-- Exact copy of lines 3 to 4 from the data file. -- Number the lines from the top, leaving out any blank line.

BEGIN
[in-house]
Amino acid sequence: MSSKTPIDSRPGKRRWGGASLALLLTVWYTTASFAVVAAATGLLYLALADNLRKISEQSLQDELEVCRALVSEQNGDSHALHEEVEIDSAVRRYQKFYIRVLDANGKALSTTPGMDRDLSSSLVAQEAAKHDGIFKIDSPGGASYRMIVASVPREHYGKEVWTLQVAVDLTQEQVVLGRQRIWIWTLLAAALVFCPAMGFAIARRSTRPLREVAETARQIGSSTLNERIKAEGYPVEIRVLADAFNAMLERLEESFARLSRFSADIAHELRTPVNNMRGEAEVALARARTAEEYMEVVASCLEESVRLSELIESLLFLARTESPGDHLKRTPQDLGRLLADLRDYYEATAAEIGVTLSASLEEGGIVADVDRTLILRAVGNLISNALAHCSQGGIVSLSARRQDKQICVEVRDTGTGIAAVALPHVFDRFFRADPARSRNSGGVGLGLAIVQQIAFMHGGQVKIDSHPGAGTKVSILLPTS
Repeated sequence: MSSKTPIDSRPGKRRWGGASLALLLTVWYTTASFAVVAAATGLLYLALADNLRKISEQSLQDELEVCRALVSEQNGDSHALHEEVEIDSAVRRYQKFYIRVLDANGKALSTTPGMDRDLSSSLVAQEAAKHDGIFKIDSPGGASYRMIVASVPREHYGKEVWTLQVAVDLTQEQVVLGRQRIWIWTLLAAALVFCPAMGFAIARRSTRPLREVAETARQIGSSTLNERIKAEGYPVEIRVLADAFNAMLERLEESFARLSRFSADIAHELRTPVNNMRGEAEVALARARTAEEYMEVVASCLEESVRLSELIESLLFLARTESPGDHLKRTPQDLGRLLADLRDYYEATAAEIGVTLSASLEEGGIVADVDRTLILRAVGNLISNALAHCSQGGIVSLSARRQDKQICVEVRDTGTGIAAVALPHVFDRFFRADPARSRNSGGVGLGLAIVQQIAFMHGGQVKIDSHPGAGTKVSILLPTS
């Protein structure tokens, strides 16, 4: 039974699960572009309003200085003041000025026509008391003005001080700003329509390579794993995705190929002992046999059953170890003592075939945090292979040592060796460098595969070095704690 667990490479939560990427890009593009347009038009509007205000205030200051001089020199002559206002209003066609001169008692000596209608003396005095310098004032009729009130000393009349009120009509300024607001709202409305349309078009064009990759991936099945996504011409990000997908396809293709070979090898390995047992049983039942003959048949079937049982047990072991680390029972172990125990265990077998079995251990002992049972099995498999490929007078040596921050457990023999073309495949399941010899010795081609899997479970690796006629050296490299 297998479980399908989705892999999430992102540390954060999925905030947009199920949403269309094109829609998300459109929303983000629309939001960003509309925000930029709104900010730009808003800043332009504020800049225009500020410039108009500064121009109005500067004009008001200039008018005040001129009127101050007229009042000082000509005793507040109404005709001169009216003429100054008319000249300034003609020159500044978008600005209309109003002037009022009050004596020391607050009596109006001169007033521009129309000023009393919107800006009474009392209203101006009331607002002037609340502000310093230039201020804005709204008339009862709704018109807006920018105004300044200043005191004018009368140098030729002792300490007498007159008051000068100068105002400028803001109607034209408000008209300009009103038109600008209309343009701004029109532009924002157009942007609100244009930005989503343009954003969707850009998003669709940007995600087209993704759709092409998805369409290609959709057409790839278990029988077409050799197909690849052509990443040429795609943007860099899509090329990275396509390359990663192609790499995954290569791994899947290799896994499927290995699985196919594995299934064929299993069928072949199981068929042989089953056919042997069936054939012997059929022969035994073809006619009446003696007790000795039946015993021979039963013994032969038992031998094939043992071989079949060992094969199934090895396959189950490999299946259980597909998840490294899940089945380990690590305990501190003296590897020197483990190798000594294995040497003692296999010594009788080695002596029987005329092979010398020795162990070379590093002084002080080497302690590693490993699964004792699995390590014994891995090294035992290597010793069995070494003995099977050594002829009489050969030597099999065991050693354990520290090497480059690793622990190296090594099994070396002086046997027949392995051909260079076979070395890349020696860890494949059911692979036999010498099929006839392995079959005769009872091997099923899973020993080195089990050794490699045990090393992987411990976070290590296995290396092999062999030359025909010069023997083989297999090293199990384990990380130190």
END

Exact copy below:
Repeated sequence: MSSKTPIDSRPGKRRWGGASLALLLTVWYTTASFAVVAAATGLLYLALADNLRKISEQSLQDELEVCRALVSEQNGDSHALHEEVEIDSAVRRYQKFYIRVLDANGKALSTTPGMDRDLSSSLVAQEAAKHDGIFKIDSPGGASYRMIVASVPREHYGKEVWTLQVAVDLTQEQVVLGRQRIWIWTLLAAALVFCPAMGFAIARRSTRPLREVAETARQIGSSTLNERIKAEGYPVEIRVLADAFNAMLERLEESFARLSRFSADIAHELRTPVNNMRGEAEVALARARTAEEYMEVVASCLEESVRLSELIESLLFLARTESPGDHLKRTPQDLGRLLADLRDYYEATAAEIGVTLSASLEEGGIVADVDRTLILRAVGNLISNALAHCSQGGIVSLSARRQDKQICVEVRDTGTGIAAVALPHVFDRFFRADPARSRNSGGVGLGLAIVQQIAFMHGGQVKIDSHPGAGTKVSILLPTS
């Protein structure tokens, strides 16, 4: 039974699960572009309003200085003041000025026509008391003005001080700003329509390579794993995705190929002992046999059953170890003592075939945090292979040592060796460098595969070095704690 667990490479939560990427890009593009347009038009509007205000205030200051001089020199002559206002209003066609001169008692000596209608003396005095310098004032009729009130000393009349009120009509300024607001709202409305349309078009064009990759991936099945996504011409990000997908396809293709070979090898390995047992049983039942003959048949079937049982047990072991680390029972172990125990265990077998079995251990002992049972099995498999490929007078040596921050457990023999073309495949399941010899010795081609899997479970690796006629050296490299 297998479980399908989705892999999430992102540390954060999925905030947009199920949403269309094109829609998300459109929303983000629309939001960003509309925000930029709104900010730009808003800043332009504020800049225009500020410039108009500064121009109005500067004009008001200039008018005040001129009127101050007229009042000082000509005793507040109404005709001169009216003429100054008319000249300034003609020159500044978008600005209309109003002037009022009050004596020391607050009596109006001169007033521009129309000023009393919107800006009474009392209203101006009331607002002037609340502000310093230039201020804005709204008339009862709704018109807006920018105004300044200043005191004018009368140098030729002792300490007498007159008051000068100068105002400028803001109607034209408000008209300009009103038109600008209309343009701004029109532009924002157009942007609100244009930005989503343009954003969707850009998003669709940007995600087209993704759709092409998805369409290609959709057409790839278990029988077409050799197909690849052509990443040429795609943007860099899509090329990275396509390359990663192609790499995954290569791994899947290799896994499927290995699985196919594995299934064929299993069928072949199981068929042989089953056919042997069936054939012997059929022969035994073809006619009446003696007790000795039946015993021979039963013994032969038992031998094939043992071989079949060992094969199934090895396959189950490999299946259980597909998840490294899940089945380990690590305990501190003296590897020197483990190798000594294995040497003692296999010594009788080695002596029987005329092979010398020795162990070379590093002084002080080497302690590693490993699964004792699995390590014994891995090294035992290597010793069995070494003995099977050594002829009489050969030597099999065991050693354990520290090497480059690793622990190296090594099994070396002086046997027949392995051909260079076979070395890349020696860890494949059911692979036999010498099929006839392995079959005769009872091997099923899973020993080195089990050794490699045990090393992987411990976070290590296995290396092999062999030359025909010069023997083989297999090293199990384990990380130190």